SPidge Tales

Sunday, September 18, 2005


I have lived in Burlington, VT, Washington, DC, Saranac Lake, and good ole Rensselaer. Lots of people come into and out of my life. I have had some really good friends; yet, how many will be lasting? How many will I stay in touch with as the years go by? Chances are, only a handful. That does not mean that I have only had a few good friends. I think that is just the nature of life in our increasingly globalized world. Modern transportation affords us the opportunity to connect with people on every corner of the earth. I have friends from all parts of New York, throughout New England, and the rest of the country, as well as from places like Montreal, France, Ireland, and elsewhere. If I lived a century ago, I would probably only have friends within 100 miles of where I was born. Now, people come into and out of lives at places such as college, and also for me, summer camp, where you spend so much time together that you closely bond, yet after the experience, we each go in our separate directions, only catching up once every few months, then every few years—each time meeting up, knowing that things will never be the same, never be as good as they were; also knowing that you are not the same person as before, bringing to question whether had our initial meeting come now rather than the past, and in this situation, if we even could have been as close of friends.

I am not a big fan of Nietzsche, criticisms of which I will get into some later date on this blog. However, he has a passage on friendship that I find beautiful; one that nails the existential angst at our fruitless attempt to hold onto what may only be meant to be fleeting rays of sunshine.

Star friendship – We were friends and have become estranged. But this was right, and we do not want to conceal and obscure it from ourselves as if we had reason to feel ashamed. We are two ships each of which has its goal and course; our paths may cross and we may celebrate a feast together, as we did – and then the good ships rested so quietly in one harbor and one sunshine that it may have looked as if they had reached their goal and as if they had one goal. But then the almighty force of our tasks drove us apart again into different seas and sunny zones, and perhaps we shall never see each other again; perhaps we shall meet again but fail to recognize each other: our exposure to different seas and suns has changed us. That we have to become estranged is the law above us; by the same token we should also become more venerable for each other and the memory of our former friendship more sacred. There is probably a tremendous but invisible stellar orbit in which our very different ways and goals may be included as small parts of this path; let us rise up to this thought. But our life is too short and our power of vision too small for us to be more than friends in the sense of this sublime possibility. – Let us then believe in our star friendship even if we should be compelled to be earth enemies. Nietzsche, "Human, All Too Human" II: I, 231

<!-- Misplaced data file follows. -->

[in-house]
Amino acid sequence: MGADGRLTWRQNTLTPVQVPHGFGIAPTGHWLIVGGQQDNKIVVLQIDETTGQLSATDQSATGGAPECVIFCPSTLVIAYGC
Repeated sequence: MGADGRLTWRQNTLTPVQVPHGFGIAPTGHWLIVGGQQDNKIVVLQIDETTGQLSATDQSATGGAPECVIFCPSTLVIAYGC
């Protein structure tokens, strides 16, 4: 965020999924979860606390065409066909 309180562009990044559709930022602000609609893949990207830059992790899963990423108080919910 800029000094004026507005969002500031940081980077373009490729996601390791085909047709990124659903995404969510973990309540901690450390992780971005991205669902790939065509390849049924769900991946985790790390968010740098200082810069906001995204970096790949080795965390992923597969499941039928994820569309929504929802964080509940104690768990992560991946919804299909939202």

Anonymous bernie said...

Great stuff on friendship. Absolutely right about mobility and its effects. We're always moving on to something else in life-i.e. Washington-Albany. When I look back, it's like all these fragmented experiences with a bunch of people, many of whom have gone their own way. But as Nietzsche says, there's something magic in those moments, even more so when we live in the faith and hope of our Lord.

8:30 PM  

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